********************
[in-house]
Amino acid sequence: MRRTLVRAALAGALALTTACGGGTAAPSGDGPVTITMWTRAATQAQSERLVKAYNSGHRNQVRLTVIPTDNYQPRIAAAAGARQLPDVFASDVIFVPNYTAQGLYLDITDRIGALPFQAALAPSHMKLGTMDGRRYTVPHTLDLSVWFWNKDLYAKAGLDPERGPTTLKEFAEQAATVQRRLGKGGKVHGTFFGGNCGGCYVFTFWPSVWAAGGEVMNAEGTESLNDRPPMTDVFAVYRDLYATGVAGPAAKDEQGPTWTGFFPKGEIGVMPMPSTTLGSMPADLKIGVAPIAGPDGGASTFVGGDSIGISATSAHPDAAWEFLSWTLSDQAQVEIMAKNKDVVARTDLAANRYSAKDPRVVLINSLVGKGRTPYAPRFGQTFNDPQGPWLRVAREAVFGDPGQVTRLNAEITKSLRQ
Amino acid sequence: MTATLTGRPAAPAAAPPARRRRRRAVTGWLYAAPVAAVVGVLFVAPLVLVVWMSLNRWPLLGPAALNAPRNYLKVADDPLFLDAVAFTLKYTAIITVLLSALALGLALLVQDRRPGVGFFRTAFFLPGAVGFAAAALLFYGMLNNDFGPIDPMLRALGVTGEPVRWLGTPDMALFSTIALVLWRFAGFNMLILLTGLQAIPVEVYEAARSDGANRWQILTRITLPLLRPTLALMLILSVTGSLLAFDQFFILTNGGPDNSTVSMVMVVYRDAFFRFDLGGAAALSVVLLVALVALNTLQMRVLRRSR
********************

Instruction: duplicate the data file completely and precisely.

[in-house]
Amino acid sequence: MRRTLVRAALAGALALTTACGGGTAAPSGDGPVTITMWTRAATQAQSERLVKAYNSGHRNQVRLTVIPTDNYQPRIAAAAGARQLPDVFASDVIFVPNYTAQGLYLDITDRIGALPFQAALAPSHMKLGTMDGRRYTVPHTLDLSVWFWNKDLYAKAGLDPERGPTTLKEFAEQAATVQRRLGKGGKVHGTFFGGNCGGCYVFTFWPSVWAAGGEVMNAEGTESLNDRPPMTDVFAVYRDLYATGVAGPAAKDEQGPTWTGFFPKGEIGVMPMPSTTLGSMPADLKIGVAPIAGPDGGASTFVGGDSIGISATSAHPDAAWEFLSWTLSDQAQVEIMAKNKDVVARTDLAANRYSAKDPRVVLINSLVGKGRTPYAPRFGQTFNDPQGPWLRVAREAVFGDPGQVTRLNAEITKSLRQ
Amino acid sequence: MTATLTGRPAAPAAAPPARRRRRRAVTGWLYAAPVAAVVGVLFVAPLVLVVWMSLNRWPLLGPAALNAPRNYLKVADDPLFLDAVAFTLKYTAIITVLLSALALGLALLVQDRRPGVGFFRTAFFLPGAVGFAAAALLFYGMLNNDFGPIDPMLRALGVTGEPVRWLGTPDMALFSTIALVLWRFAGFNMLILLTGLQAIPVEVYEAARSDGANRWQILTRITLPLLRPTLALMLILSVTGSLLAFDQFFILTNGGPDNSTVSMVMVVYRDAFFRFDLGGAAALSVVLLVALVALNTLQMRVLRRSR